Ann Beman

Fire and autumn strip the Old Mule Trail of its spring/summer pastels. Ambers and umbers remain, the colors of dearth, yet varied and somehow vivid. Tarweed disturbed by our hiking feet emits the pungent aroma of vinegar, and, as it is the morning before the Thanksgiving glut, my mind wanders toward vinaigrette, which leads inevitably to salad. Brussels sprouts. Sweet potato casserole. Brown-sugar-glazed carrots. A roasted turkey, fat enough for twelve. I have only just conjured the pies and desserts when, suddenly, we are upon you. 
     You lay there atop a fall carpet of oak leaves. You yourself are made of carpet—old, tobacco-colored, circa-1970 carpet. You've been cut with a knife to the shape of an enormous man's foot, size 14 at least. Where bulbous toes might tuck into your heinous brown shag, a portion of you has been folded back onto yourself, the fold "stitched" with black plastic zip ties. Slipper, you're a crazy shoe! You're in a weird place for a flip-flop, homemade or otherwise. You sit about three-quarters of a mile up a trail that threads through the chaparral-covered hills behind Kernville Elementary School and the James Store on the way to the abandoned Harley Mine. You hunker just at the base of a steep incline—a hardy trek to a saddle, a gap in the ridgeline overlooking Kernville and the blue expanse of Lake Isabella. What're you doing there all by yourself?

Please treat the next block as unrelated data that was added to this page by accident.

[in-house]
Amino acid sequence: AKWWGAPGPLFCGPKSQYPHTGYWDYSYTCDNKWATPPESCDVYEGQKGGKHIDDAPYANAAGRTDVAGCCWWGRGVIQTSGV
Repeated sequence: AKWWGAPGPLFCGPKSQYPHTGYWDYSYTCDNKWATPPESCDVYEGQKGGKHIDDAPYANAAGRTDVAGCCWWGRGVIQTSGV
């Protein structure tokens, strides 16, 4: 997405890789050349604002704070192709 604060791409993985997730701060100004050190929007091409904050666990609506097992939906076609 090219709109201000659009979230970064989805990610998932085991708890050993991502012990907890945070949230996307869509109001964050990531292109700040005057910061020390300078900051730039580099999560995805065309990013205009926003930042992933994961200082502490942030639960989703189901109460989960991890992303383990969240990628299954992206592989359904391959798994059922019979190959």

Slipper! What do you want from me? Slipper, I can't get you out of my mind! I'm drawn to you, yet you seem to want to intimidate me with a full-frontal phalanx of exclamation points!!! Maybe I'm bewitched by the sheer MacGyver-ness of your creation, requiring no more than a carpet remnant, a knife, and a zip tie. Elegant in both form and execution, if not exactly in style, you're a gem, endless facets catching the light, distracting my focus. Who would make such a shoe and for whom? Why do you lay there, in that less-than-ideal campsite? Where is your wearer and where is the slipper that fits his other foot? To hell with the glass slipper maid! I want to know the story of the carpet remnant prince.
     Tell you the truth, the trail itself is a remnant, a relic of the California Gold Rush. Chinese laborers who had worked on the nearby Tehachapi Railroad built these switchbacks to haul out ore by mule and later to schlep lumber and other supplies 5,500 feet up Harley Mountain. Slipper, our friend Grant here, who's hiking with us today: Years ago, Grant found an opium pipe on this very trail. No doubt the curio belonged to one of the 100 or so Chinese who slogged this route daily. I hear that opium made their hard lives bearable. I personally prefer the comfort of bedroom slippers: the swaddling warmth of faux fur on my chilly-boned feet; scuffity-scuff down the hall, the sound a meandering refrain.
     That reminds me, Slipper. Please smile for the camera. That's our friend Peggy Sue at the back of the line. We call her Supai sometimes for fun. She recently lost her husband to cancer and she's just now getting back into a social routine. As often as I tease her for shooting, like, 33 different angles of a single piece of bark and consequently hiking as slowly as dehydrated dust, I can always rely on Supai and her photos.